Skip to content

Advertisement

  • Meeting abstract
  • Open Access

1098 A faster new method using sliding-slice cine for cardiac function

  • 1,
  • 1,
  • 1 and
  • 1
Journal of Cardiovascular Magnetic Resonance200810 (Suppl 1) :A223

https://doi.org/10.1186/1532-429X-10-S1-A223

  • Published:

Keywords

  • Left Ventricular Chamber
  • Balance SSFP
  • bSSFP Image
  • Parallel Imaging Method
  • Conventional Cine

Introduction

In difficult patients, real-time cine balanced SSFP (bSSFP) imaging is a final option for measuring cardiac function. Real-time imaging may be obtained without breath-hold or even without cardiac gating if necessary, unlike 2D-segmented or 3D cardiac imaging. Conventionally, for rapid function assessment, real-time imaging acquires a cine of a short-axis slice in one cycle, and is repeated for the stack of short-axis slices to cover the left-ventricle. Real-time cine stack imaging typically requires two cardiac cycles per slice, because the first cycle is required for bSSFP stabilisation to avoid artefacts and also to develop blood:myocardium contrast ready to start data acquisition at the second R-wave.

Purpose

Describe a sliding-slice method for cardiac function measurement which avoids the need for stabilisation delays, compare it with existing methods and also against omitting stabilisation.

Methods

Four methods (Table 1) for cardiac function were compared in each of 5 normal subjects, at 1.5 T (Siemens Avanto). To avoid the interruptions caused by stepping to the next slice of the stack, real-time cine bSSFP ("True-FISP") imaging was modified to run continuously and shift the slice gradually during each image (sliding-slice real-time imaging). The shift was calculated so that the slice moved 10 mm along the ventricle in the average RR interval found before starting the sequence. There was therefore no need for stabilisation cycles between the slices, so each slice cine required only one cycle to acquire. The image slice moved steadily along the entire ventricle during the breath-hold. For comparison, real-time cine imaging was acquired unmodified (2-cycle real-time imaging), and was also repeated without stabilising each slice (1-cycle real-time imaging). For reference, conventional multiple breath-hold cine bSSFP images were obtained. For each cine, the left ventricular chamber area was measured at diastole and systole, and the areas summed for end-diastolic volume (EDV) and end-systolic volume (ESV). Ejection fraction (EF) and stroke volume (SV) were calculated.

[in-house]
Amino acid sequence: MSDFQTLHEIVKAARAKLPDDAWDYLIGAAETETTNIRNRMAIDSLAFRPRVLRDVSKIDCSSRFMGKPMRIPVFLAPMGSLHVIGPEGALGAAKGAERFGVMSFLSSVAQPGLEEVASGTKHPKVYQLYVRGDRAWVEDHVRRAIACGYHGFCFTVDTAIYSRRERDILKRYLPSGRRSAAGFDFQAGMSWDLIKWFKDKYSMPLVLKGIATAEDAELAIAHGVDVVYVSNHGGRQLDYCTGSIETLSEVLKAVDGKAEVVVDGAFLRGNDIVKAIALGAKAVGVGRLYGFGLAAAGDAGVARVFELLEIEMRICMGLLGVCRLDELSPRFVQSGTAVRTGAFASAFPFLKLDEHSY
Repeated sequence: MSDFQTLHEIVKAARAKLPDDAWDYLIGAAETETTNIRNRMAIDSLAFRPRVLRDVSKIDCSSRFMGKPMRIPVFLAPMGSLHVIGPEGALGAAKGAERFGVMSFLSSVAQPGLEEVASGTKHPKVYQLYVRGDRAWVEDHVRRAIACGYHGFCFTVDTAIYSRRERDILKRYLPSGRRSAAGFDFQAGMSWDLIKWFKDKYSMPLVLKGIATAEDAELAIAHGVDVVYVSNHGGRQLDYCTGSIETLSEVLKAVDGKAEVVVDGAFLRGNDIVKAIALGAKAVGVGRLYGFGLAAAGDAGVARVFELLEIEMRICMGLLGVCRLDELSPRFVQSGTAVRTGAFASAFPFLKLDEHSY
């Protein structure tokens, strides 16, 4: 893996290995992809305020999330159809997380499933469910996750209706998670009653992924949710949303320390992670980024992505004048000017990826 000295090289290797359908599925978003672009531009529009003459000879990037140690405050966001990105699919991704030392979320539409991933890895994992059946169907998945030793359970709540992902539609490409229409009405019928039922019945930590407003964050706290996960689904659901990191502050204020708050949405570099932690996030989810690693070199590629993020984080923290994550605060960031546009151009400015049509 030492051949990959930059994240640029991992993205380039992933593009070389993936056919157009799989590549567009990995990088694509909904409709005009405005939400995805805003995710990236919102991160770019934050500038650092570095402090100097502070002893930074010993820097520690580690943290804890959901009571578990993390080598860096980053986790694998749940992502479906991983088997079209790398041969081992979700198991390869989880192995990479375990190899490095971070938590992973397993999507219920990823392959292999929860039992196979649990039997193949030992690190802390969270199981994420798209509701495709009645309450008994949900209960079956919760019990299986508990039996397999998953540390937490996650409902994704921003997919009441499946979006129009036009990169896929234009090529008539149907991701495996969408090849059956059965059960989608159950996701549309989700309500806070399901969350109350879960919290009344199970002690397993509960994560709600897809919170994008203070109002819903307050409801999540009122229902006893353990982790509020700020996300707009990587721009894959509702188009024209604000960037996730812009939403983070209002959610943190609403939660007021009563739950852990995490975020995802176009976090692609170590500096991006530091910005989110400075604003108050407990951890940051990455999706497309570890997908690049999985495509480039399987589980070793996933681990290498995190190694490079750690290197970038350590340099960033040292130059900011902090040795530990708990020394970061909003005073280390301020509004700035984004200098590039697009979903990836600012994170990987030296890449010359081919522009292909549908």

Table 1

Pulse sequence parameters

 

Sliding-slice real-time

2-cycle real-time

1-cycle real-time

Conventional

Resolution (mm)

2.2FE × 3.4PE

2.2FE × 3.4PE

2.2FE × 3.4PE

1.4FE × 1.4PE

R-R intervals per slice

1

2

1

8

Shared-frame

Y

Y

Y

N

Frame time (ms) incl. sharing

68 ms

68 ms

68 ms

37 ms

Parallel imaging

GRAPPA × 1.7

GRAPPA × 1.7

GRAPPA × 1.7

TSENSE × 2

Results/discussion

Example images for all four approaches are shown (Figure 1). Without stabilisation, the 1-cycle real-time imaging showed artefacts and low contrast in the first few cine frames. The end-systolic frame was reasonably clear of stabilisation artefact, but blood:myocardium contrast did not appear to reach that of the 2-cycle approach. Diastolic volume could be measured more accurately from the last frame of the cine because the first frame already contained some cardiac contraction. The 1-cycle approach was discontinued. For the sliding-slice method, image contrast between myocardium and blood was reduced for some cardiac phases, and it is unclear how much stabilisation/magnetisation transfer, which usually darkens myocardium, occurs in this technique. A modified form of the sliding-slice might pause motion after 10 mm, awaiting the next R-wave.
Figure 1
Figure 1

Real-time cine bSSFP imaging for cardiac function normally requires some stabilisation time between slices, which slows it down. Aiming for maximum speed, two approaches avoiding these delays are compared with the normal stabilised real-time cine.

Figure 2 compares real-time ventricular function measurements against conventional cine, and there is considerable scatter for both real-time approaches. (One subject was extraordinarily physically fit). The lower resolution of real-time imaging reduces its accuracy, in both temporal and spatial resolutions. Both the 2-cycle real-time approach and the sliding-slice approach performed similarly, with half the breath-hold time for the sliding-slice method. The continuous cine of the sliding-slice was limited to 128 phases by software and this obstructed its application at slow heart-rates. As a useful last resort in difficult cases, it seems unfortunate that multislice cine real-time image normally spends alternate cycles stabilising the steady-state. The sliding-slice cine sought to circumvent this inefficiency, but the gradual change in slice contents may challenge both the shared-phase and parallel imaging methods used. Surprisingly, this only sometimes generated FOV/2 artefacts.
Figure 2
Figure 2

Triangle = 2-cycle real line, Diamond = Sliding-slice compared with conventional cine on horizontal axis.

Conclusion

The sliding-slice continuous cine enables more rapid cardiac volume acquisition, but improved blood:myocardium contrast and reduced artefacts would require further investigation.

Authors’ Affiliations

(1)
Royal Brompton Hospital, London, UK

Copyright

© Gatehouse et al; licensee BioMed Central Ltd. 2008

This article is published under license to BioMed Central Ltd.

Advertisement